They don't deal in detail with steak and popsicles (whatever they may be - ?) and they deal cautiously, in generalities, esp. go for plenty of fruit, vegetables, nuts and unrefined grains and avoid processed foods, bad fats and too much red meat; go easy on alcohol.

They reinforce the establishment line about food supplements (a line which I find dubious and unconvincingly argued).

The only really striking aspect of the dietary advice, for me, was the emphatic endorsement of the value of flaxseed which appears to be a genuine wonder food, with e.g. two studies (breast and prostate) showing "significantly lower tumour proliferation rates". {I bought a packet of flaxseed recently to add to smoothies - must figure out where I put it!]

When it comes to specific cancers, we're a Cinderella, as usual, with 8 major cancers discussed in detail but not a mention of KC.

THE OBESITY PROBLEM

A major theme is the problem of over-weight/obesity and it's a clear consensus that it's bad for cancer sufferers.

"Convincing data exist that obesity is associated with an increased risk of breast cancer recurrence and similar evidence on obesity and prognosis is also accumulating for other cancers."

"In the United States, obesity is a problem of epidemic proportions and is a well-established risk factor for some of the most common cancers. Overweight and obesity are clearly associated with an increased risk of developing many cancers, including cancers of the breast in postmenopausal women; colon and rectum; endometrium; and adeno- carcinoma of the esophagus, kidney, and pancreas. Obesity is also probably associated with an increased risk of cancer of the gallbladder, and may also be associated with an increased risk of cancers of the liver, cervix, and ovary, as well as non-Hodgkin lymphoma, multiple myeloma, and aggressive forms of prostate cancer..... Increasing evidence indicates that being overweight increases the risk of recurrence and reduces the likelihood of disease-free and overall survival among those diagnosed with cancer."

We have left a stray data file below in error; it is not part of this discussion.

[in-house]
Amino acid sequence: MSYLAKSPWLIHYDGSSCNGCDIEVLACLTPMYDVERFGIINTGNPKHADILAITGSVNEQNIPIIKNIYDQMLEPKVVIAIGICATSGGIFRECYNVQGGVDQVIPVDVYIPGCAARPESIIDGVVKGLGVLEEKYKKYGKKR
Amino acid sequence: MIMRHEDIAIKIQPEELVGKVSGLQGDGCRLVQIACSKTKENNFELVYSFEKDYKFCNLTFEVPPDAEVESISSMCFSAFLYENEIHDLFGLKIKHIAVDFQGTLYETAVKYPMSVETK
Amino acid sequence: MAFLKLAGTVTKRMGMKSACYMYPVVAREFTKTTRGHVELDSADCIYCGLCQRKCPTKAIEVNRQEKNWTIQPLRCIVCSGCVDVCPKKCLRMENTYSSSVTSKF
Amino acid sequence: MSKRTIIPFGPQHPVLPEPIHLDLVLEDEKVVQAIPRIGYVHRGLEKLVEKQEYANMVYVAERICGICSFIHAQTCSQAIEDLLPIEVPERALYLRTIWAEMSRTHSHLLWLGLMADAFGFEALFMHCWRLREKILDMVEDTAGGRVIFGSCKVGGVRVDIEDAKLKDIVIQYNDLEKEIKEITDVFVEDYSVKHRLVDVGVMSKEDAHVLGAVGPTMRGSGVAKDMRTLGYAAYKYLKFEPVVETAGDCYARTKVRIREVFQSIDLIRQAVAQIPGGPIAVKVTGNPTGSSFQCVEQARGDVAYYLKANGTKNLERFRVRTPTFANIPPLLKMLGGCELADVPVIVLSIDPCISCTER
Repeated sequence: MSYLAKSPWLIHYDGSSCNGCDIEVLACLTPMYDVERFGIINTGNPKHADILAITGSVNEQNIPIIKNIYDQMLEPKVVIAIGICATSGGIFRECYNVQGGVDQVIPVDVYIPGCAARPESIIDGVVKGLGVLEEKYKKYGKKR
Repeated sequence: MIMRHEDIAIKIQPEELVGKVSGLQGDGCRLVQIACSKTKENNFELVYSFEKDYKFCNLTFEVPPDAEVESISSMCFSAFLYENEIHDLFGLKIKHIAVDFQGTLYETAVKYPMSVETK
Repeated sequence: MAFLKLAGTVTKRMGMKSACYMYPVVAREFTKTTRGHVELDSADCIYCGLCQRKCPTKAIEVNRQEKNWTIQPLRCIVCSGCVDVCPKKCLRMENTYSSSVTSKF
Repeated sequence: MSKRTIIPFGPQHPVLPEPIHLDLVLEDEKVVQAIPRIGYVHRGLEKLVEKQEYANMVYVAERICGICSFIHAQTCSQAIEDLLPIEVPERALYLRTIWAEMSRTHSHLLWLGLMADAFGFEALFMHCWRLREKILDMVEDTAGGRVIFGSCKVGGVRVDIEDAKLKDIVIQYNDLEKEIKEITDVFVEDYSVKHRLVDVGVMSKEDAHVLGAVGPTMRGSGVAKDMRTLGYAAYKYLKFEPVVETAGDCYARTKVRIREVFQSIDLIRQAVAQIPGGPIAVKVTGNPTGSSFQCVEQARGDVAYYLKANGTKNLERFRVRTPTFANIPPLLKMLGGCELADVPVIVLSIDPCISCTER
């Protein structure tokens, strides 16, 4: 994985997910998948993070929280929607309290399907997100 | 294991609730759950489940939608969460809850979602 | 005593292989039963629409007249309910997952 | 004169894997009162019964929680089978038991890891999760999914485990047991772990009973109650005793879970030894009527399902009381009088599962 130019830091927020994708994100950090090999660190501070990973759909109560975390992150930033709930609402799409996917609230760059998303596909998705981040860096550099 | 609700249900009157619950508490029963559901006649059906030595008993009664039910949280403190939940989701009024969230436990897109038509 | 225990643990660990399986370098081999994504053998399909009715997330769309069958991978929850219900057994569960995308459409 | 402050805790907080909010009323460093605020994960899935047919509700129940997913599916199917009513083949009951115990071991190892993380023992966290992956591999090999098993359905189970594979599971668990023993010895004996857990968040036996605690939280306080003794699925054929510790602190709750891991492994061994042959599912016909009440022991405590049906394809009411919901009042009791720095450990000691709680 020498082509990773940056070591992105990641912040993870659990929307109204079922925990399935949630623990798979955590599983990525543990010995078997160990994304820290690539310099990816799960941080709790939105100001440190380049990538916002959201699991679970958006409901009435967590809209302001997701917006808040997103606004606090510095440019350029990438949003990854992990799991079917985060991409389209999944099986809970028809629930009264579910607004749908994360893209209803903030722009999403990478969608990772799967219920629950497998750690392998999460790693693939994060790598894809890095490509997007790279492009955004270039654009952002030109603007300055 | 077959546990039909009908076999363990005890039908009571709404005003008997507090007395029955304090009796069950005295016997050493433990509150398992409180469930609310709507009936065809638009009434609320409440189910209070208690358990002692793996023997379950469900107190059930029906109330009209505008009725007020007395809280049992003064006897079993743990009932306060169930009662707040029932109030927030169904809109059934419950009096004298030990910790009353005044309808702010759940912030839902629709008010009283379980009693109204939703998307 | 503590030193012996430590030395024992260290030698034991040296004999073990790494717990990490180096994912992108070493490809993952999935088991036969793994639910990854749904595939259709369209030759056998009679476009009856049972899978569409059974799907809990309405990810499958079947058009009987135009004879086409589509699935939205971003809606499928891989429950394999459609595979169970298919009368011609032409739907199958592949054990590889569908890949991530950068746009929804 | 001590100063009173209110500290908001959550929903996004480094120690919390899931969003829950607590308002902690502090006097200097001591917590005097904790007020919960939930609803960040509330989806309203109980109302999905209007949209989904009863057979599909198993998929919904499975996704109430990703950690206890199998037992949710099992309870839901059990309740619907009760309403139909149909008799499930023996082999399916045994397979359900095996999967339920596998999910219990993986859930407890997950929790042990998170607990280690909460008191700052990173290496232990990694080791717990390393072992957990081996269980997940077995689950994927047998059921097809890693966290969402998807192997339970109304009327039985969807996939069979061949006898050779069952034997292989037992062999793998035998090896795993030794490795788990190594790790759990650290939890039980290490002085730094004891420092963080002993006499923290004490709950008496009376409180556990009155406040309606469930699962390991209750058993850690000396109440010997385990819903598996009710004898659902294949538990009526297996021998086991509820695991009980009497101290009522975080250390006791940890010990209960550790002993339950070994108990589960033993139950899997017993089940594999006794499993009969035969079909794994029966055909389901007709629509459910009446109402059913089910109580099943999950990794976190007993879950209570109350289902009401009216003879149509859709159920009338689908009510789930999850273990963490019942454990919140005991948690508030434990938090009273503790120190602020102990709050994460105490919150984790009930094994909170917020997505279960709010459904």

There's more than passing attention to BMI

"Throughout the cancer continuum, therefore, individuals should strive to achieve and maintain a healthy weight, as defined by a body mass index (BMI) (Table 3) between 18.5 kg/m2 and 25 kg/m2."

EXERCISE GUIDELINES

During treatment:-

"Existing evidence strongly suggests that exercise is not only safe and feasible during cancer treatment, but that it can also improve physical functioning, fatigue, and multiple aspects of quality of life. Some studies have also suggested that physical activity may even increase the rate of completion of chemotherapy."

The value of physical therapy in counteracting fatigue and depression contingent on bed-rest is mentioned.